The film slate for SXSW 2021 was released today and with it came a few genre films that will be making their World Premiere including Jaco Bouwer’s ‘Gaia.’ It looks like a mind melting creature feature with a create that will consume everything around it until it is swallowed up by its madness. The film seems to answer the question what if you crossed over ‘Swamp Thing’ with ‘The Birch’ in a more sophisticated manner. It looks fantastic and we now have the trailer to back it up!
SYNOPSIS: On a surveillance mission in a primordial forest, a park ranger encounters two survivalists following a post-apocalyptic lifestyle. The boy and his philosophical father seem to have their own religion, and a mysterious relationship to nature. There are many suspicious aspects to their existence, but when the cabin is attacked by strange, post-human beings one night, she learns that there is a greater threat in this emergent wilderness. GAIA is an ecological horror fantasy which engages the burning issues of our time.
It is sometimes difficult to keep contemplating and discussing the issues we face regarding the continuation of life on this planet, as we pollute the oceans, cause mass deforestation and release ever-increasing amounts of carbon into the atmosphere, leading to an increase in temperature, turbulent weather and hurtling the planet towards crisis.
A week into filming, production was halted due to the outbreak of COVID. We had to stop filming and were only able to pick up 3 months later. Suddenly what was fiction became a strange form of reality and a pre-apocalyptic film started to resonate more with cast and crew. We experience a searing grief and horror when the collapse flickers into view. We find it very difficult to contemplate, to think the unthinkable, to navigate the almost unbearable feelings which arise in each of us.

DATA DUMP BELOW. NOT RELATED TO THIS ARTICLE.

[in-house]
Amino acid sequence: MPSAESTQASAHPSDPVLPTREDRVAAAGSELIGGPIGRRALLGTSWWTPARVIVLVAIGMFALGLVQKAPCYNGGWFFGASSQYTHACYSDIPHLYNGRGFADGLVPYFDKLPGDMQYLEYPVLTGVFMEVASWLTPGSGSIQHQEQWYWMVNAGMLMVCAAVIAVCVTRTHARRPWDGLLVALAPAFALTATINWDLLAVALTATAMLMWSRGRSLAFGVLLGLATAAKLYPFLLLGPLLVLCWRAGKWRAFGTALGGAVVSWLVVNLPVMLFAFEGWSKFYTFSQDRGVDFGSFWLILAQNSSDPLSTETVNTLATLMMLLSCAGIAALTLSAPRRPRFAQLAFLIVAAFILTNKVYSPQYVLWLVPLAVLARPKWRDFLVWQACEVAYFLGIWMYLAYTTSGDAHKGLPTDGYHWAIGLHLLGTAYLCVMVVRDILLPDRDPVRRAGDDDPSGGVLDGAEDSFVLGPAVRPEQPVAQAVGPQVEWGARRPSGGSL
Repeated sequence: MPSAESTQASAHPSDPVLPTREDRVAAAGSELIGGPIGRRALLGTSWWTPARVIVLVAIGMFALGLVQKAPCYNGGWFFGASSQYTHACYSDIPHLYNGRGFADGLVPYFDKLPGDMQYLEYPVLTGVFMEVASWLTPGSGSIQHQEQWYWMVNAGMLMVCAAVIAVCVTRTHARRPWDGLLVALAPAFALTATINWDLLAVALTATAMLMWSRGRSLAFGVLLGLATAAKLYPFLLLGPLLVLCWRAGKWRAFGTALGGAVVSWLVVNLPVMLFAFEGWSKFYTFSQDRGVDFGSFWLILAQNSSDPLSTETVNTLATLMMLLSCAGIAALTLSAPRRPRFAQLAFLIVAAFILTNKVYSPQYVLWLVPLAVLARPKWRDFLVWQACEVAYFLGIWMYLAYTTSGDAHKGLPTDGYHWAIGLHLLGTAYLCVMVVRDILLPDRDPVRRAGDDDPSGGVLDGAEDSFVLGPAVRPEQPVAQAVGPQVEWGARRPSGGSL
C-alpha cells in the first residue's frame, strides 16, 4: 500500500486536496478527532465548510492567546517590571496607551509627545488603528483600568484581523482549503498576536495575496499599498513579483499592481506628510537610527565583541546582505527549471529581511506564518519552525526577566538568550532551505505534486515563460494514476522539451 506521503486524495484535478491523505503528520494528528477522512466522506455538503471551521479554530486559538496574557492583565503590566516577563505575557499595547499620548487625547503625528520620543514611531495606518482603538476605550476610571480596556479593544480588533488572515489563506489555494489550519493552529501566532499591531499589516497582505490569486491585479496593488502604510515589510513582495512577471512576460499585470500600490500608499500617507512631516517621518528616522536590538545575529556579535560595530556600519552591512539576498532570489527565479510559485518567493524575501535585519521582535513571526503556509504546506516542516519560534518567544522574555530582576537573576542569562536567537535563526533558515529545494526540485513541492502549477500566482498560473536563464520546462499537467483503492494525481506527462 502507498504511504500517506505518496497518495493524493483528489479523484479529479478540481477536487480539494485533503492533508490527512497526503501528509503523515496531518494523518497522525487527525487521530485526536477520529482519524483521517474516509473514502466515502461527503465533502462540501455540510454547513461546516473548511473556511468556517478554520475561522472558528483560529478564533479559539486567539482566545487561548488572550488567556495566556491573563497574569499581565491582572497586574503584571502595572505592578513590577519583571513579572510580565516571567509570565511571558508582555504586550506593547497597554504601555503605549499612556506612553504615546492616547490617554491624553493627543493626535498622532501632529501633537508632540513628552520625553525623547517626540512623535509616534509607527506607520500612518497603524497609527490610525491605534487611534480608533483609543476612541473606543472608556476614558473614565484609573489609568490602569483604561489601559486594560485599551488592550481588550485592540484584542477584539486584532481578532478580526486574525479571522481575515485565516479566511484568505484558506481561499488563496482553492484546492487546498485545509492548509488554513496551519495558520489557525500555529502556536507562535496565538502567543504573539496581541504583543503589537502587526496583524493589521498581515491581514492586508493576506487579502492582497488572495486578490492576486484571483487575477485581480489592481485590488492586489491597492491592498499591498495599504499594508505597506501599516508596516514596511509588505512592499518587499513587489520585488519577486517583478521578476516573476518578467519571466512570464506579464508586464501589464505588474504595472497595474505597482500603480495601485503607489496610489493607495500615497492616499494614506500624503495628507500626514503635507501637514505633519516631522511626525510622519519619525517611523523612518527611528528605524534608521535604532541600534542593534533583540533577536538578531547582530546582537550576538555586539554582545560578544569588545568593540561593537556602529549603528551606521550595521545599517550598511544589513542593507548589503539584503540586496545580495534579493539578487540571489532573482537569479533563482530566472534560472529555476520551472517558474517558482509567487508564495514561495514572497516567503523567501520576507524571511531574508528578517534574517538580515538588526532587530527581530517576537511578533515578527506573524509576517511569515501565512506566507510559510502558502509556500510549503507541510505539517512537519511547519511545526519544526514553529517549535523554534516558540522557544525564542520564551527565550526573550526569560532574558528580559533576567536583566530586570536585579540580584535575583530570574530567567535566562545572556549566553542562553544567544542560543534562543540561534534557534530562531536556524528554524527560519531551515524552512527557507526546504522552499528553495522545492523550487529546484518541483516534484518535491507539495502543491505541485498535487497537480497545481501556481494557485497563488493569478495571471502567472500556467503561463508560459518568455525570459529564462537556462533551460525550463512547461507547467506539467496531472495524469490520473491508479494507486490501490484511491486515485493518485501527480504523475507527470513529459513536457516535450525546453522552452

I don’t think the performances in Gaia would’ve had the same emotional undercurrent if it wasn’t for the pandemic and its interruption into our work. My vision, to construct a paranoid chamber piece about trust, betrayal, and survival, was subconsciously fed by this new, added sense of fear and uncertainty during that first outbreak of the Coronavirus in the beginning of 2020.
Gaia became a portrait of theological paranoia: what is to become of humanity once it discovers it has been expelled from Eden? Or, even more: that Eden itself has expelled it, turned against it, and is taking its revenge? In a sense, it’s a reverse horror film – the outside world is scary, but the real enemy is inside. Straddling the line between fantasy and reality, we are left to wonder how much of the characters’ monstrous vision of nature is real, and how much is a psychotic vision. Their descent into madness is a desire for chaotic salvation, a desire to become animal, a gospel that replicates like a disease. Here lies the core of the film. Gaia is an ecological horror, a survivalist drama which unfolds into a Biblical horror resonating with the Abrahamic tale of The Binding. Abraham’s near-sacrifice of his son Isaac is a potent metaphor of the current state of the politics of ecology. Humanity, empowered to alter the world in ways thought impossible before, is led by a generation fully prepared to sacrifice its own offspring.
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